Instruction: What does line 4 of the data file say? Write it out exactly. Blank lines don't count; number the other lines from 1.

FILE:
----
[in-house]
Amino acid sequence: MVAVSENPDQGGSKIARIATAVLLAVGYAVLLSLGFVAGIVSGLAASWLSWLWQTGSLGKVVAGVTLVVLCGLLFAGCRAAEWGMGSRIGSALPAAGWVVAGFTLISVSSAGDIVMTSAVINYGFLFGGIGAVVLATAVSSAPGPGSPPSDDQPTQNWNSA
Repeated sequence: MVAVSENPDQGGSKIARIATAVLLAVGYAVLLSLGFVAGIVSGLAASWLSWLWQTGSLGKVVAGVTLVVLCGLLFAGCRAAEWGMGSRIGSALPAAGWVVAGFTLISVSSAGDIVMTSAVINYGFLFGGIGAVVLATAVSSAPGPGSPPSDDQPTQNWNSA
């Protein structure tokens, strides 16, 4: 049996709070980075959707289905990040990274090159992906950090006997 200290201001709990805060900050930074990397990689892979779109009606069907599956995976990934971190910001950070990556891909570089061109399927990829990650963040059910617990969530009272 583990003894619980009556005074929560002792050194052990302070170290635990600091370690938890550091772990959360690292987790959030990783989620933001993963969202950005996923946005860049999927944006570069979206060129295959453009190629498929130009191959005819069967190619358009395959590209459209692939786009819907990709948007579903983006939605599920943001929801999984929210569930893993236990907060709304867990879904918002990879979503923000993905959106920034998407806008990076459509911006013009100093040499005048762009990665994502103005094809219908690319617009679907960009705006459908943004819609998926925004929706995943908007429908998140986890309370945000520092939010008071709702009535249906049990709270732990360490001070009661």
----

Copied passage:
């Protein structure tokens, strides 16, 4: 049996709070980075959707289905990040990274090159992906950090006997 200290201001709990805060900050930074990397990689892979779109009606069907599956995976990934971190910001950070990556891909570089061109399927990829990650963040059910617990969530009272 583990003894619980009556005074929560002792050194052990302070170290635990600091370690938890550091772990959360690292987790959030990783989620933001993963969202950005996923946005860049999927944006570069979206060129295959453009190629498929130009191959005819069967190619358009395959590209459209692939786009819907990709948007579903983006939605599920943001929801999984929210569930893993236990907060709304867990879904918002990879979503923000993905959106920034998407806008990076459509911006013009100093040499005048762009990665994502103005094809219908690319617009679907960009705006459908943004819609998926925004929706995943908007429908998140986890309370945000520092939010008071709702009535249906049990709270732990360490001070009661």